In relation to FIG. 3 it should also be noted that this is a plan view on to the portion 26 shown in FIG. 2. In this case the light source arrangement 20, the illumination field aperture 2 and the spatial filter 21 arranged therebeneath are not shown in order to permit a direct view on to the mirror body 14, the deflection prisms 17″ and 17′″ and the observation field aperture 13 and the spatial filter aperture 21. If FIG. 3 is considered, the light coming from the light source arrangement 20 or illumination field aperture 2 impinges perpendicularly from above on to the upper reflecting surface 16 of the mirror body 14 and is then reflected in the direction of the illumination beam path 3. On the way back along the observation beam path 11 the light impinges from below on to the reflecting surface 16′ of the mirror body 14 and is reflected in the direction of the deflection prism 17″ in order then to cover the distance, which has already been described, through the observation field aperture 13 back to the lower surface 16′ of the mirror body 14. There reflection occurs in the direction of the lens arrangement 18. The beam configuration which extends beneath the mirror body 14 and which is actually not visible in the plan view is shown in broken line.

It is also possible to see from FIG. 3 that the beam configuration in the observation beam path 11 from the first deflection prism 17′ to the mirror body 14 is displaced laterally with respect to the beam configuration from the mirror body 14 to the lens arrangement 18.

FIG. 4 once again shows on an enlarged scale a light beam 23 coming from the illumination field aperture 2. Besides the center 22 shown in broken line of the light beam 23, it is also possible to see the edge beams 3′ and 3″. In that case the light beam desirably impinges on the mirror body 14 in such a way that the center 22 meets the mirror body 14 substantially in the region of the pivot axis 15. That is generally to be assumed if the center 22 of the light beam 23 produced impinges on the mirror body 14 no further away from the pivot axis 15 than the smallest spacing 24 between the light-reflecting surfaces 16 and 16′ of the mirror body 14. That region 28 is explicitly shown in FIG. 4. Furthermore FIG. 4 also shows that, in a preferred embodiment of the mirror body 14, it is provided that it has precisely two flat light-reflecting surfaces 16 and 16′ on two oppositely disposed outside faces. The light-reflecting surfaces 16 and 16′ are preferably arranged in mutually parallel relationship.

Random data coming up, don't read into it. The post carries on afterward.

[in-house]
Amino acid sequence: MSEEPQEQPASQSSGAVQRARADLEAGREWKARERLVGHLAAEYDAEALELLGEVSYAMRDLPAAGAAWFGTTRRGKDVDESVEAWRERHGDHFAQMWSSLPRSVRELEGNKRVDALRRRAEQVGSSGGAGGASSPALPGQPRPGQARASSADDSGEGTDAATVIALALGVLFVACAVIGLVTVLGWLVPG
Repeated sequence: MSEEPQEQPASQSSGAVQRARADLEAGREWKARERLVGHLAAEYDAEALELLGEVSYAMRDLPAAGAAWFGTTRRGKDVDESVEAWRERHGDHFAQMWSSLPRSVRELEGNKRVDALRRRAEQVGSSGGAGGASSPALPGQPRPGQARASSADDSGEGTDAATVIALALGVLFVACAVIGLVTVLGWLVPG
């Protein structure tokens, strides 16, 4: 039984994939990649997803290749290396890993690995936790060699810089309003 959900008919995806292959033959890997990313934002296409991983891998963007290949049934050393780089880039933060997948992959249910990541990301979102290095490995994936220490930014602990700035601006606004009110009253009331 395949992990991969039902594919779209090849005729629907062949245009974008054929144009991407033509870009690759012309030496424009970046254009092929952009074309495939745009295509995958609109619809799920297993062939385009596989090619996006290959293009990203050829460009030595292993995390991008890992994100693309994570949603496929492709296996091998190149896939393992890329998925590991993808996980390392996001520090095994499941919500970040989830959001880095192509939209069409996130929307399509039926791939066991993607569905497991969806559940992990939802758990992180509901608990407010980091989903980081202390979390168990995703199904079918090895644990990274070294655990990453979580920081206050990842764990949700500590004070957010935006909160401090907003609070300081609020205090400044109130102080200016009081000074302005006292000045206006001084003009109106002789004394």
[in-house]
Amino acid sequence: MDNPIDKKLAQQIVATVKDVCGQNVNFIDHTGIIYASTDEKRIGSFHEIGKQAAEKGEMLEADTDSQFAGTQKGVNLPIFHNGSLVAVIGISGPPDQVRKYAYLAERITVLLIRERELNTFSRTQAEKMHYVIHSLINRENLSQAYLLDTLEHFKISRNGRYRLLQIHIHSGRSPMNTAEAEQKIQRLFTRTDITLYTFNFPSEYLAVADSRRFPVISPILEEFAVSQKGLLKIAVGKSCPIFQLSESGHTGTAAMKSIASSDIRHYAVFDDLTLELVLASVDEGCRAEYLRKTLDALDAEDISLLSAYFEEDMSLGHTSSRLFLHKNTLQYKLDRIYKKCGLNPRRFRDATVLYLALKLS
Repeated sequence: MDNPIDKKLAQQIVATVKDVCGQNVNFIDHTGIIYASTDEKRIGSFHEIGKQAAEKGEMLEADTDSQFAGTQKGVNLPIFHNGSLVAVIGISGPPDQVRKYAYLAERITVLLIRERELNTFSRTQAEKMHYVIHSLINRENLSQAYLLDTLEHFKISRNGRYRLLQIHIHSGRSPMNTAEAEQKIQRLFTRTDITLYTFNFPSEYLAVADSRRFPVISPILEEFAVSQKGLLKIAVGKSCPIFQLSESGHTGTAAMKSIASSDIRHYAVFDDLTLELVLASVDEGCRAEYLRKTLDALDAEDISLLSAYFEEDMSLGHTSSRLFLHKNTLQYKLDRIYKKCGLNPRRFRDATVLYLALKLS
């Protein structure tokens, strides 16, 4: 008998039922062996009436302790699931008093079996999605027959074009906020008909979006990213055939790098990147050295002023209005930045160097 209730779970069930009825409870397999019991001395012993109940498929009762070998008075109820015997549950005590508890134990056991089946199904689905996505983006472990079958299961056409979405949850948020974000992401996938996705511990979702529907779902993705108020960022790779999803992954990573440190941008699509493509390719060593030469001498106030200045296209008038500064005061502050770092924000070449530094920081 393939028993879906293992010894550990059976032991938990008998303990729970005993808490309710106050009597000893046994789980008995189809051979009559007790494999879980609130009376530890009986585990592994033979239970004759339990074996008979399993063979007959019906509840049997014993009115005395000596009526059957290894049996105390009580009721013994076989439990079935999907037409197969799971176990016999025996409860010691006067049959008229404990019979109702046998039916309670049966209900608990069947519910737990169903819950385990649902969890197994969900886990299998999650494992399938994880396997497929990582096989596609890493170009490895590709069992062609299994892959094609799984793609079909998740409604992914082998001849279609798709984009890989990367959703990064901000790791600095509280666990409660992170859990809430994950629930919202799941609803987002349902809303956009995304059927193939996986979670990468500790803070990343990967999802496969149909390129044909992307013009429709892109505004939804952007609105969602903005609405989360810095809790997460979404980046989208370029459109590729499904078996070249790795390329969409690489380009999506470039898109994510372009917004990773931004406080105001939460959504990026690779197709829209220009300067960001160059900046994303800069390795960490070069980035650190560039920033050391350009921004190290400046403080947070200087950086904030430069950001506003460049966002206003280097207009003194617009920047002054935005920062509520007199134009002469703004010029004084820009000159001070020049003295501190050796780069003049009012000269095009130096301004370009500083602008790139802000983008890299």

FIG. 5 shows a second embodiment according to the invention in the form of an ophthalmoscope which in its basic structure is similar to that shown in FIG. 2. In this case also the illumination beam path 3 meets the surface 26 to be imaged or the illumination image plane 6 at an angle different from 90° while the observation beam path 11 extends substantially perpendicularly, that is to say in the form of a normal, on to the surface 26 to be imaged. That arrangement of the observation beam path 11 guarantees optimum depth of focus in imaging of the surface 26 to be imaged. That depth of focus would not be afforded over the entire surface 26 to be imaged in the case of an arrangement differing from 90°, as between the surface 26 or the object plane and the observation beam path 11.

In contrast to FIG. 2, the embodiment shown in FIG. 5 provides that a reversal prism 30 is arranged in the illumination beam path 3 instead of the prisms 5. Reversal systems are known per se in the state of the art and serve for image reversal through 180°. The reversal system 30 used can be for example Pechan prisms which are known in the state of the art, with a roof edge configuration, or so-called Porro systems. The reversal system 30, instead of it being arranged in the illumination beam path 3, can also be disposed in the observation beam path 11.

A further difference in relation to FIG. 2 is that both the illumination lens arrangement 4 and also the observation lens arrangement 12 each have at least two spatially mutually separate lens 4′ and 4″ and 12′ and 12″. The lenses 4′ and 12′ respectively produce parallel beams in the illumination beam path 3 and in the observation beam path 11 respectively while the lenses 4″ and 12″ in turn convert those parallel beams into convergent light beams. In the side view adopted in FIG. 5 the lens 12″ is concealed by the lens 12′″ and cannot therefore be seen directly. In that respect attention is directed to FIG. 6 which is briefly described once again hereinafter. The lens 12′″ in turn produces parallel beams which are again converted by the lens arrangement 18 to a convergent beam with a focal point on the surface scanner 9. That arrangement of the lenses in the illumination beam path 3 and the observation beam path 11 ensures that there are always parallel beams in the region of the mirror body 14, which overall enhances the imaging quality. It is therefore desirable if the mirror body 14 is arranged in the region of the parallel beams between the separate lenses 4′, 4″, 12′, 12″, 12′″ and 18.